There are many solutions that can get you in the door. It's not easy, but it is absolutely doable.
Mistake #3: Pitching the wrong people.
In most cases, this one isn't intentionally done. The writer goes after a target, gets within range, then finds out the target isn't in their market. Maybe they've written a mid-budget feature and end up talking with a TV producer or an Indie producer.
What do you do?
Stop pitching right that moment. Why? Because pitching a project that doesn't fit a producer's market reduces your chance of ever doing business with them on a future project.
That is why I like one-sentence pitches. You get to present your script powerfully and instantly discover if you are talking to the right market for your project.
What if you are talking to the wrong market? Just move into relationship building. Talk about what they are looking for and exit the conversation gracefully. That way, you have a chance in the future.
Then, when you get back home, do some research to clearly identify your target market. Go to http://www.IMDB.com and find producers who have made similar movies to yours.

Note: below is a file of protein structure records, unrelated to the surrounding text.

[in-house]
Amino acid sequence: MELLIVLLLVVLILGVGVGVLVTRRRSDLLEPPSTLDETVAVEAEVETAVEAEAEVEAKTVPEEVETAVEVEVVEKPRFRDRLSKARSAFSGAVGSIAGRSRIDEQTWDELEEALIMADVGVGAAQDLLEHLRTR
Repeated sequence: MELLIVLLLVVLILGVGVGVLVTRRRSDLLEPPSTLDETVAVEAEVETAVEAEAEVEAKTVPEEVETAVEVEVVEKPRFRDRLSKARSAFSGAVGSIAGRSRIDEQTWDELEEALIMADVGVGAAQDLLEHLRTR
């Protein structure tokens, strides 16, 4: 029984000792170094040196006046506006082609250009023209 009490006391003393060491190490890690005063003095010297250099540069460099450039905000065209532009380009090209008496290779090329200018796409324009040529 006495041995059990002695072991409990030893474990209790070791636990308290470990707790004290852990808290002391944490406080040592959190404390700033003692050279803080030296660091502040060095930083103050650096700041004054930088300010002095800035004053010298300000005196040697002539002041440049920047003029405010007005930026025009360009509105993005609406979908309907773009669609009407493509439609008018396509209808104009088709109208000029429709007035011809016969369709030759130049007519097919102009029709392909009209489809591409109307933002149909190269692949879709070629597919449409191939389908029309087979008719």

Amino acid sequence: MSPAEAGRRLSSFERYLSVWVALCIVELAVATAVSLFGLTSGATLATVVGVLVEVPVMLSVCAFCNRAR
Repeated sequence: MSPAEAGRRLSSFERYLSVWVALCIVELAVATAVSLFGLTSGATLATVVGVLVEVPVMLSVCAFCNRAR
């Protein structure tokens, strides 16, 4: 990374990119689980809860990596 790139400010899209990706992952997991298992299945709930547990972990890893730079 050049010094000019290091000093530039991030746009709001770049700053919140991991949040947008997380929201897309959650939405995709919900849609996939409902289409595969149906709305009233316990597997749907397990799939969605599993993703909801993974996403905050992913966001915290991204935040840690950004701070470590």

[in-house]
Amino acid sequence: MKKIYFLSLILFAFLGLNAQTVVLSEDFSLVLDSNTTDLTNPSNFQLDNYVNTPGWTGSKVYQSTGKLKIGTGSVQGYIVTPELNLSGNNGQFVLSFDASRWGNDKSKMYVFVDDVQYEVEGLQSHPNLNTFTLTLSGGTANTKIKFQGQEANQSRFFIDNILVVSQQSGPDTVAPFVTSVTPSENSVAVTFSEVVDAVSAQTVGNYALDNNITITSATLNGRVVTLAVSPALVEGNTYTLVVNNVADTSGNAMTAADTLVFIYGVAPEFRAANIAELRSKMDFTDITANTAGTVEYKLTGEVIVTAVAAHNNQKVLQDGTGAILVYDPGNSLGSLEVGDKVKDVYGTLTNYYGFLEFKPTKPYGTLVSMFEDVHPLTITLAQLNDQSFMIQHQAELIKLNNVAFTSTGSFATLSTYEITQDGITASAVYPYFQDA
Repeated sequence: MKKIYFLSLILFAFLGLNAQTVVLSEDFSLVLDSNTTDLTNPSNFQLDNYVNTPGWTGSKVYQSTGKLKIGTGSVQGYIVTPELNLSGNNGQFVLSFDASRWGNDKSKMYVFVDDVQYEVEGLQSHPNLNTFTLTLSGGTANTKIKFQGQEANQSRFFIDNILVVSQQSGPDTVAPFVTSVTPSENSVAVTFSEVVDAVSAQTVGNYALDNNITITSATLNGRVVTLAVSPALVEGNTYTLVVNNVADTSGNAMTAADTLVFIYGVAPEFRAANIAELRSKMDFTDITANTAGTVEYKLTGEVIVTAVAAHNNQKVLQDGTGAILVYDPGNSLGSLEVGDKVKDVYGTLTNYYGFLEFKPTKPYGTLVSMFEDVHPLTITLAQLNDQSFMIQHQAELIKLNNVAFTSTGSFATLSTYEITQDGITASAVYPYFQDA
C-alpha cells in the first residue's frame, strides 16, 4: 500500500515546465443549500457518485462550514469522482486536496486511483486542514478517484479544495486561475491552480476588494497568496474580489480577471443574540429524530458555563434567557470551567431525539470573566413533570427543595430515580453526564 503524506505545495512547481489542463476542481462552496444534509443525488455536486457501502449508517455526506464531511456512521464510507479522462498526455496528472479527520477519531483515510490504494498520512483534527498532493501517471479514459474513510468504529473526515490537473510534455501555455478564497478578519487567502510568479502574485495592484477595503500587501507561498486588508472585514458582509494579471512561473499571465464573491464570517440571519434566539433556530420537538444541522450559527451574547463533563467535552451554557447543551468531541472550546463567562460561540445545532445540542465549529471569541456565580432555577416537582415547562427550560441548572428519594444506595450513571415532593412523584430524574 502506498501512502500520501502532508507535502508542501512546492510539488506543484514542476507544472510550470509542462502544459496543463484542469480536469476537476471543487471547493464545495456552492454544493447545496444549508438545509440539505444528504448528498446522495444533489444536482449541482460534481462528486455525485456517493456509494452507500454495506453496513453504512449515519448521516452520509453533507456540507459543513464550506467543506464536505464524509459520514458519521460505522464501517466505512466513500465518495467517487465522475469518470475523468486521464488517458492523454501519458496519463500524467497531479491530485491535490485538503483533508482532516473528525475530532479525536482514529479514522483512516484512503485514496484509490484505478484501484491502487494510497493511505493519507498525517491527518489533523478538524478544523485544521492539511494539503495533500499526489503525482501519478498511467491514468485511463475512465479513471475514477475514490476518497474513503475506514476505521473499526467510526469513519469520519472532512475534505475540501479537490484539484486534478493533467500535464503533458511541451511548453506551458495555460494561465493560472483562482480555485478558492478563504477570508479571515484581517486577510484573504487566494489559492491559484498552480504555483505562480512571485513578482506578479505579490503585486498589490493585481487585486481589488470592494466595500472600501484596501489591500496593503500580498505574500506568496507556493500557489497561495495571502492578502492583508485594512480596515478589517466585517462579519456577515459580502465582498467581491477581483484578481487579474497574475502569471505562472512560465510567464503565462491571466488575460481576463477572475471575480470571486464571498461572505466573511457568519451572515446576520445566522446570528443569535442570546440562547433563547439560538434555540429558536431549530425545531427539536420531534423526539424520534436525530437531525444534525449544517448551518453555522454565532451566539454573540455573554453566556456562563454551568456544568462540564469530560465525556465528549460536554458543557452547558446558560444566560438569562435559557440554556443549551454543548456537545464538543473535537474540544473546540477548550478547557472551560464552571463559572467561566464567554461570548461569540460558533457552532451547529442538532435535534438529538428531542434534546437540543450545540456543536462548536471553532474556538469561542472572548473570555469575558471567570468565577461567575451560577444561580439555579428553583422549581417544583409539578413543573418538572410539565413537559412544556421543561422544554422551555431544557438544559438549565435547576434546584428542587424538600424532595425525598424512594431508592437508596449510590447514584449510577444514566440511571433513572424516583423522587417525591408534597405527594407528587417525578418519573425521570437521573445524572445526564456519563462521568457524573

Mistake #2: Tricking your way in.
We have a producer friend who went out on a first date with a guy she really liked. Half way through dinner, he pulls out a script and asks her to read it.
"At least he wasn't after my body." She laughed, but there was sadness in her expression.
She had been lured into thinking one thing, then found out all her expectations were wrong.
The problem with that strategy is that it leaves the decision maker feeling tricked and manipulated. Neither of those are good emotional states for reading a script.
Even when a script is delivered inside a prop -- pizza, box of chocolates, even a ticket to the Laker's game, it still comes across as a trick. I've heard many producers say they instantly suspect any script that comes with a gift.
Your work has to stand on its own. And that is good news if you are selling a GREAT screenplay.
I know it is tough to get in and it seems like it would be better to use some kind of trick, but there are so many better ways to get into this business. And if your writing is good enough, you'll soon gain a group of fans who will recommend you to agents, managers, and producers.
Mistake #1: Marketing scripts that aren't ready.